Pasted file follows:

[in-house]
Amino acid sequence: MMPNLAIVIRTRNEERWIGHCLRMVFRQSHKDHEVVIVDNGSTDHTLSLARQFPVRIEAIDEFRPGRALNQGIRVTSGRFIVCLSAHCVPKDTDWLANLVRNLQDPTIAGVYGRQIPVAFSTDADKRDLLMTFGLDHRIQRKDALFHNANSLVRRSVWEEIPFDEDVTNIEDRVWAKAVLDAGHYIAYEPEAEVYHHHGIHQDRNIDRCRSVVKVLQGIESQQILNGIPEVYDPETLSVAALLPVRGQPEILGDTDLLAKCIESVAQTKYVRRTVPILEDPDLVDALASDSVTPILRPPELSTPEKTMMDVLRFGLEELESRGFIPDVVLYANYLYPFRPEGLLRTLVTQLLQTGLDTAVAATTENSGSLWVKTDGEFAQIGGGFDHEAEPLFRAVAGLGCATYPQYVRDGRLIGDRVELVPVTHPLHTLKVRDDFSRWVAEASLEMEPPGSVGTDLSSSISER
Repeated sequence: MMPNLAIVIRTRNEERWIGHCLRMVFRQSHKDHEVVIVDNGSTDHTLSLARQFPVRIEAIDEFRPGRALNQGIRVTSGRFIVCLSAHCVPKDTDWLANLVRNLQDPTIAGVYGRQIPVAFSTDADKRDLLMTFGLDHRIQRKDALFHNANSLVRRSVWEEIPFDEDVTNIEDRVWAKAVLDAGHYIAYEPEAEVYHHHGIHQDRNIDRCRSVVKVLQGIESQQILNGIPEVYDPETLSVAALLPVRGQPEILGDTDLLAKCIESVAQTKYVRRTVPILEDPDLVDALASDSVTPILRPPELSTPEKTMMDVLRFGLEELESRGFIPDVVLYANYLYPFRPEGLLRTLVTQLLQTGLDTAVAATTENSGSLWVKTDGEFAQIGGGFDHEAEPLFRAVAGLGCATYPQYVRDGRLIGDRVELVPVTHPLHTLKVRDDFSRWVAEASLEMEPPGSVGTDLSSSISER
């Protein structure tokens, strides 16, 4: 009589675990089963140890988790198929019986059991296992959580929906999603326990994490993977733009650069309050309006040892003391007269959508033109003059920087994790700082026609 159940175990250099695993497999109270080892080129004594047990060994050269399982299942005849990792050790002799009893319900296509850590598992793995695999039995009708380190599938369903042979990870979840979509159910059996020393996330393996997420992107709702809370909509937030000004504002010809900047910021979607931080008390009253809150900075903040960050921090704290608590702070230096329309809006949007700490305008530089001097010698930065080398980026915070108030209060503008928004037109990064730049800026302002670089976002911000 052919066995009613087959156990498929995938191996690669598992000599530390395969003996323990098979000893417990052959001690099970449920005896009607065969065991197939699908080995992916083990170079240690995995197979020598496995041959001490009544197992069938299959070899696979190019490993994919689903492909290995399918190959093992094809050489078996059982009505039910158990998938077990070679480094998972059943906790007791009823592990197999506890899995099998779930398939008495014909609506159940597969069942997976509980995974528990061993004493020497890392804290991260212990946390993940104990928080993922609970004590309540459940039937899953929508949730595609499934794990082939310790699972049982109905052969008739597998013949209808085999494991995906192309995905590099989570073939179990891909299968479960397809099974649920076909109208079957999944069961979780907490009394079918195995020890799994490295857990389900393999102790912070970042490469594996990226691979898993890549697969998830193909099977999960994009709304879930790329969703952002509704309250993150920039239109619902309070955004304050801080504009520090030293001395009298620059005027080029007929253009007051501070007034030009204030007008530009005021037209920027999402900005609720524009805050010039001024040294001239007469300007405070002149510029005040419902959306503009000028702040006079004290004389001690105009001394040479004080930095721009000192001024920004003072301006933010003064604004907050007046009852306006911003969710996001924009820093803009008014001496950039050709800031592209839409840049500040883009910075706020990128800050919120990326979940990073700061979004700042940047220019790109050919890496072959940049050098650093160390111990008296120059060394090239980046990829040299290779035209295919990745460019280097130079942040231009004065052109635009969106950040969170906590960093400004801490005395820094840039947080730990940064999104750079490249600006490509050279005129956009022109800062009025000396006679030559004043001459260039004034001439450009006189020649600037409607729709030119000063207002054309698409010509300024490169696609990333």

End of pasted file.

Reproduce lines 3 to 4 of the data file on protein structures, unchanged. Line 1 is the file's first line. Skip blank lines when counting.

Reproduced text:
Repeated sequence: MMPNLAIVIRTRNEERWIGHCLRMVFRQSHKDHEVVIVDNGSTDHTLSLARQFPVRIEAIDEFRPGRALNQGIRVTSGRFIVCLSAHCVPKDTDWLANLVRNLQDPTIAGVYGRQIPVAFSTDADKRDLLMTFGLDHRIQRKDALFHNANSLVRRSVWEEIPFDEDVTNIEDRVWAKAVLDAGHYIAYEPEAEVYHHHGIHQDRNIDRCRSVVKVLQGIESQQILNGIPEVYDPETLSVAALLPVRGQPEILGDTDLLAKCIESVAQTKYVRRTVPILEDPDLVDALASDSVTPILRPPELSTPEKTMMDVLRFGLEELESRGFIPDVVLYANYLYPFRPEGLLRTLVTQLLQTGLDTAVAATTENSGSLWVKTDGEFAQIGGGFDHEAEPLFRAVAGLGCATYPQYVRDGRLIGDRVELVPVTHPLHTLKVRDDFSRWVAEASLEMEPPGSVGTDLSSSISER
């Protein structure tokens, strides 16, 4: 009589675990089963140890988790198929019986059991296992959580929906999603326990994490993977733009650069309050309006040892003391007269959508033109003059920087994790700082026609 159940175990250099695993497999109270080892080129004594047990060994050269399982299942005849990792050790002799009893319900296509850590598992793995695999039995009708380190599938369903042979990870979840979509159910059996020393996330393996997420992107709702809370909509937030000004504002010809900047910021979607931080008390009253809150900075903040960050921090704290608590702070230096329309809006949007700490305008530089001097010698930065080398980026915070108030209060503008928004037109990064730049800026302002670089976002911000 052919066995009613087959156990498929995938191996690669598992000599530390395969003996323990098979000893417990052959001690099970449920005896009607065969065991197939699908080995992916083990170079240690995995197979020598496995041959001490009544197992069938299959070899696979190019490993994919689903492909290995399918190959093992094809050489078996059982009505039910158990998938077990070679480094998972059943906790007791009823592990197999506890899995099998779930398939008495014909609506159940597969069942997976509980995974528990061993004493020497890392804290991260212990946390993940104990928080993922609970004590309540459940039937899953929508949730595609499934794990082939310790699972049982109905052969008739597998013949209808085999494991995906192309995905590099989570073939179990891909299968479960397809099974649920076909109208079957999944069961979780907490009394079918195995020890799994490295857990389900393999102790912070970042490469594996990226691979898993890549697969998830193909099977999960994009709304879930790329969703952002509704309250993150920039239109619902309070955004304050801080504009520090030293001395009298620059005027080029007929253009007051501070007034030009204030007008530009005021037209920027999402900005609720524009805050010039001024040294001239007469300007405070002149510029005040419902959306503009000028702040006079004290004389001690105009001394040479004080930095721009000192001024920004003072301006933010003064604004907050007046009852306006911003969710996001924009820093803009008014001496950039050709800031592209839409840049500040883009910075706020990128800050919120990326979940990073700061979004700042940047220019790109050919890496072959940049050098650093160390111990008296120059060394090239980046990829040299290779035209295919990745460019280097130079942040231009004065052109635009969106950040969170906590960093400004801490005395820094840039947080730990940064999104750079490249600006490509050279005129956009022109800062009025000396006679030559004043001459260039004034001439450009006189020649600037409607729709030119000063207002054309698409010509300024490169696609990333």